For Ohiri, working in-house as legal counsel and senior analyst with a top investment firm, is the culmination of years spent in law firms.
Now, he says, he has found his niche as an in-house advisor in a fast growing business where keeping up with changes to laws and new regulations is critical.
Cordros Capital Limited in Lagos is focused on raising capital, project financing, and corporate advisory services
Before his current position he was head of business development and research with Stark Legal and before that counsel at Oando PLC. One of his first jobs was as an associate in The New Practice. All these were within Lagos.
“At Cordros there is a strong synergy across all the departments. We constantly liaise with heads and team leads of all the departments to ensure their respective teams are carried along.
“We provide notifications of regulatory changes in the capital markets (CBN, NSE, SEC, NASD and FMDQ) and ensure compliance with anti money laundering/combating financing of terrorism laws. Training is another big part of the job ensuring all our staff are up to date with current internal and external policies.”
Ohiri says he feels “an immense passion” for what he does.Having worked for law firms and now in an in-house role, he says he prefers the latter.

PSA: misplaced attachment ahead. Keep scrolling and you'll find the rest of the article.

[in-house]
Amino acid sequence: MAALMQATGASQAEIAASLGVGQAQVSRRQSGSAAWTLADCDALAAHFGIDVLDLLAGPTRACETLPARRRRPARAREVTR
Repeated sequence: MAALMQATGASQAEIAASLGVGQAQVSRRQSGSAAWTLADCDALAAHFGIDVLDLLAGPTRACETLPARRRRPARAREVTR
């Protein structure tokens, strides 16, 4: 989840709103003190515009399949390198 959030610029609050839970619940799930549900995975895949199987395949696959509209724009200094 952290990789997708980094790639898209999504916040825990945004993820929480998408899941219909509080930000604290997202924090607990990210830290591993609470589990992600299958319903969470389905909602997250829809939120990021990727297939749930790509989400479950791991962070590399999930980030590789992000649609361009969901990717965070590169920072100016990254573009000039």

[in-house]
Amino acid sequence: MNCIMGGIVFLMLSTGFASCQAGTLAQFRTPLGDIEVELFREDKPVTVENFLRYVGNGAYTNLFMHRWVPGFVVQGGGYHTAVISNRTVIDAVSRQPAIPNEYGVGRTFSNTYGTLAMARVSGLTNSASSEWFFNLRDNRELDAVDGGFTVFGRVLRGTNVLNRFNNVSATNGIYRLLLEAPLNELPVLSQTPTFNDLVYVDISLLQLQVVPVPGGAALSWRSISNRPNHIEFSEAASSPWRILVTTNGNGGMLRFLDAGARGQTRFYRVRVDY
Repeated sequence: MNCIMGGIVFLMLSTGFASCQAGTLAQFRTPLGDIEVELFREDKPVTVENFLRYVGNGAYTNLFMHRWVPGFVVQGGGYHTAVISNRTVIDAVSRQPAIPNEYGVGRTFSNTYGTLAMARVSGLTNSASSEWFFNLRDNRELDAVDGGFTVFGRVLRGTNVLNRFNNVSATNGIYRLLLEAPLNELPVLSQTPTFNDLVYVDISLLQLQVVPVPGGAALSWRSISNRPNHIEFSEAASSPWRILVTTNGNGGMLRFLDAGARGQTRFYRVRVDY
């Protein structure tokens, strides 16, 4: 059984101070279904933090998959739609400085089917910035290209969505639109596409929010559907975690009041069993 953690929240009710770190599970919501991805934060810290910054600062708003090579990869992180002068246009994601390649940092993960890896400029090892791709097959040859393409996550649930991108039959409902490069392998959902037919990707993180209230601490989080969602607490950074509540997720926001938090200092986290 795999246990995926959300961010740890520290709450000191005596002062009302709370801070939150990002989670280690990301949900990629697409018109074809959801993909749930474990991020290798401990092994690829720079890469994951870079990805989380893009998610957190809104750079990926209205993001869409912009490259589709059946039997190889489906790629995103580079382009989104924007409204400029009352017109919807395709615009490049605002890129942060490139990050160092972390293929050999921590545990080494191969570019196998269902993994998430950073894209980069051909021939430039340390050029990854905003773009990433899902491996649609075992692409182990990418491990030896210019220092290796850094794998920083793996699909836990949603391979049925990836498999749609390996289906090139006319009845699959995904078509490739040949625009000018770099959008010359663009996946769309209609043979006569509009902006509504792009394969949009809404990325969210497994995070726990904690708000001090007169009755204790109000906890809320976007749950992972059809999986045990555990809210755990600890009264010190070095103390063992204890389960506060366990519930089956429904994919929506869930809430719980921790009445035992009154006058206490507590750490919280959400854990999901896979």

“Working in-house puts me right in the middle of the work, where I get to witness the birth and consummation of deals. I am more involved than I ordinarily would be just providing external legal advice.”
Key to success in his role is managing expectations and clear communication.
“I prioritise on issues based on the level of urgency,” he says, the only way to manage the workload. It is doing this where he has embraced technology.
“Our internal process flow is fitted with an Electronic Document Management System (EDMS) platform to ensure a speedy and effective approval process for compliance and review of legal documents.”
He says he has had to be consistent in improving his technical skills and he advises young lawyers to “make a conscious effort to take that leap of faith to be daring in their career and constantly thirst to be more than just a regular lawyer.”
The work of an in-house counsel is not done in isolation, though. Ohiri agrees there are times when, in the course of handling some sensitive work for the company, it is necessary for external legal counsel to be engaged.
“At certain points, an external counsel is specifically appointed to carry out company secretarial functions. Also, they handle any possible dispute resolution issues the company may face. We mostly engage external counsel particularly to provide legal advisory services to Capital Market Operators during initial public offerings (IPOs) and transactions involving the Issuing House roles.”
When not working, he enjoys networking on LinkedIn and catching up with friends.
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